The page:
The effects of Sea-Surface Temperatures on North Atlantic Hurricanes

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The effects of Sea-Surface Temperatures on North Atlantic Hurricanes
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Is global warming causing an increase in the number or the intensity of hurricanes? This is a question that has been on many people’s minds the past several years. Many studies have been conducted to look at the potential effects of global warming on hurricanes. This review attempts to examine three studies that all compare past changes in sea-surface temperature with changes in hurricane numbers, intensity, and power. These studies provide some insight into the debate on whether or not global warming is having an impact on recent hurricanes. This review will discuss the findings of these studies and offer some discussion on the
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I did, however, focus on studies that focused on the Atlantic Ocean basin and changes in sea-surface temperatures (SST).

In order to determine if global warming is having an impact on hurricanes, we must first understand what natural variations and connections may be occurring. This means that we must examine past changes in climate and see how hurricanes have been affected. This will allow us to remove the natural variability from the trend and just focus on the human changes. Briefly, these are the studies that will be looked at in this review. Goldberg et al. examined the link between SSTs in the tropical Atlantic Ocean and hurricane activity, as well as a link between the vertical shear of the horizontal wind and hurricane activity (2001). Emanuel determined the “Power Dissipation Index” (PDI) of hurricane seasons and compared them to SST values (2005). Webster et al. looked at global changes in the number of hurricanes and their intensity over the past 35 years (2005). A common theme throughout these studies is that they all examine the effects of SST. This review will look at the various ways that these studies approach this issue, and the conclusions that each study comes to.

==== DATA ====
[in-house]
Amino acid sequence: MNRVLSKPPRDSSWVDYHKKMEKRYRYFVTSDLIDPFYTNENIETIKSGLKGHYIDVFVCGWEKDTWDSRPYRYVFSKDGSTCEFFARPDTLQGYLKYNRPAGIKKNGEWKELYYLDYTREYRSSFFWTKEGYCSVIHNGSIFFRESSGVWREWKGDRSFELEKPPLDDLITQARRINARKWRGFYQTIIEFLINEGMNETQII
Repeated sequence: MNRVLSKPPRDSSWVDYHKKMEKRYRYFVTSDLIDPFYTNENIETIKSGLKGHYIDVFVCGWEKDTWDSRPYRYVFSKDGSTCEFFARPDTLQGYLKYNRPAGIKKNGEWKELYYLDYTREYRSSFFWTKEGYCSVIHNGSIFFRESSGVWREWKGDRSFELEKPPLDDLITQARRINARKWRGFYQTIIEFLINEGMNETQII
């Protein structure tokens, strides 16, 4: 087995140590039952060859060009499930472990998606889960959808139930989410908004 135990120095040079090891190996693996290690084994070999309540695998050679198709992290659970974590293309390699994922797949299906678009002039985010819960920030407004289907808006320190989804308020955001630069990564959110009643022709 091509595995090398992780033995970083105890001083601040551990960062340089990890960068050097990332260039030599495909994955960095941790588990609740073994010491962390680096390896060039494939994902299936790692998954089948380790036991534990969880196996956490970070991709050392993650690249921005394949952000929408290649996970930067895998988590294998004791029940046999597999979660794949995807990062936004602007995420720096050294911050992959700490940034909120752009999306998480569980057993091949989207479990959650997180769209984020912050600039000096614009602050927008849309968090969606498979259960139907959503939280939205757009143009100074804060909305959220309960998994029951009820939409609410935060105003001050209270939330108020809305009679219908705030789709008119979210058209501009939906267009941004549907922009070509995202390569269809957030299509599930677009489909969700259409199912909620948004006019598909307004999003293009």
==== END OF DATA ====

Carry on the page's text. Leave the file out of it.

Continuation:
First I will look at the study conducted by Goldberg et al. This study examined the trends in hurricanes over about the past 60 years. In this study, Goldberg et al. discuss local and remote climatic
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